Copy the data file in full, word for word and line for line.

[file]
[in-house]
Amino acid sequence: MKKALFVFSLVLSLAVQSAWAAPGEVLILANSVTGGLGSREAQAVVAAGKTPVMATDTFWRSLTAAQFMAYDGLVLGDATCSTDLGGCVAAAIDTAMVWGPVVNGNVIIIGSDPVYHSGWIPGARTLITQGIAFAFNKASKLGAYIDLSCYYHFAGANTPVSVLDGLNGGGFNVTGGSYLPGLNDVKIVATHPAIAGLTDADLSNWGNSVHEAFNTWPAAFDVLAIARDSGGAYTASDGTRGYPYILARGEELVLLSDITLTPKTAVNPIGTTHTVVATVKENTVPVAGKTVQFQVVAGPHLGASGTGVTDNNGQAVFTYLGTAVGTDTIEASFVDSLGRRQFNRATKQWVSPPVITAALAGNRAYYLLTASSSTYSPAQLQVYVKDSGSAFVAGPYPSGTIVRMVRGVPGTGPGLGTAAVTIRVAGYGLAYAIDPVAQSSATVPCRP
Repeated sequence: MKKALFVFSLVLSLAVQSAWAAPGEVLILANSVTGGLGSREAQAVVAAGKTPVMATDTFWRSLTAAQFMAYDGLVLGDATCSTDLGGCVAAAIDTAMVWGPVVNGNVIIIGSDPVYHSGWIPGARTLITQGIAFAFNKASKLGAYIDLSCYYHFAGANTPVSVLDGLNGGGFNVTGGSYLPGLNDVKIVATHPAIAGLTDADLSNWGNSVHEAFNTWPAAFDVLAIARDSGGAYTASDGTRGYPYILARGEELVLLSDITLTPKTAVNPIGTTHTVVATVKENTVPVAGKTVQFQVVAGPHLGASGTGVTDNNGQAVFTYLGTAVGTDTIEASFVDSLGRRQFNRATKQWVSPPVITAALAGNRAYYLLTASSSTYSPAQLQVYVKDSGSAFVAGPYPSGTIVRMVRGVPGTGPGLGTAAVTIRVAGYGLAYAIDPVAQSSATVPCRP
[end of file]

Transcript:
[in-house]
Amino acid sequence: MKKALFVFSLVLSLAVQSAWAAPGEVLILANSVTGGLGSREAQAVVAAGKTPVMATDTFWRSLTAAQFMAYDGLVLGDATCSTDLGGCVAAAIDTAMVWGPVVNGNVIIIGSDPVYHSGWIPGARTLITQGIAFAFNKASKLGAYIDLSCYYHFAGANTPVSVLDGLNGGGFNVTGGSYLPGLNDVKIVATHPAIAGLTDADLSNWGNSVHEAFNTWPAAFDVLAIARDSGGAYTASDGTRGYPYILARGEELVLLSDITLTPKTAVNPIGTTHTVVATVKENTVPVAGKTVQFQVVAGPHLGASGTGVTDNNGQAVFTYLGTAVGTDTIEASFVDSLGRRQFNRATKQWVSPPVITAALAGNRAYYLLTASSSTYSPAQLQVYVKDSGSAFVAGPYPSGTIVRMVRGVPGTGPGLGTAAVTIRVAGYGLAYAIDPVAQSSATVPCRP
Repeated sequence: MKKALFVFSLVLSLAVQSAWAAPGEVLILANSVTGGLGSREAQAVVAAGKTPVMATDTFWRSLTAAQFMAYDGLVLGDATCSTDLGGCVAAAIDTAMVWGPVVNGNVIIIGSDPVYHSGWIPGARTLITQGIAFAFNKASKLGAYIDLSCYYHFAGANTPVSVLDGLNGGGFNVTGGSYLPGLNDVKIVATHPAIAGLTDADLSNWGNSVHEAFNTWPAAFDVLAIARDSGGAYTASDGTRGYPYILARGEELVLLSDITLTPKTAVNPIGTTHTVVATVKENTVPVAGKTVQFQVVAGPHLGASGTGVTDNNGQAVFTYLGTAVGTDTIEASFVDSLGRRQFNRATKQWVSPPVITAALAGNRAYYLLTASSSTYSPAQLQVYVKDSGSAFVAGPYPSGTIVRMVRGVPGTGPGLGTAAVTIRVAGYGLAYAIDPVAQSSATVPCRP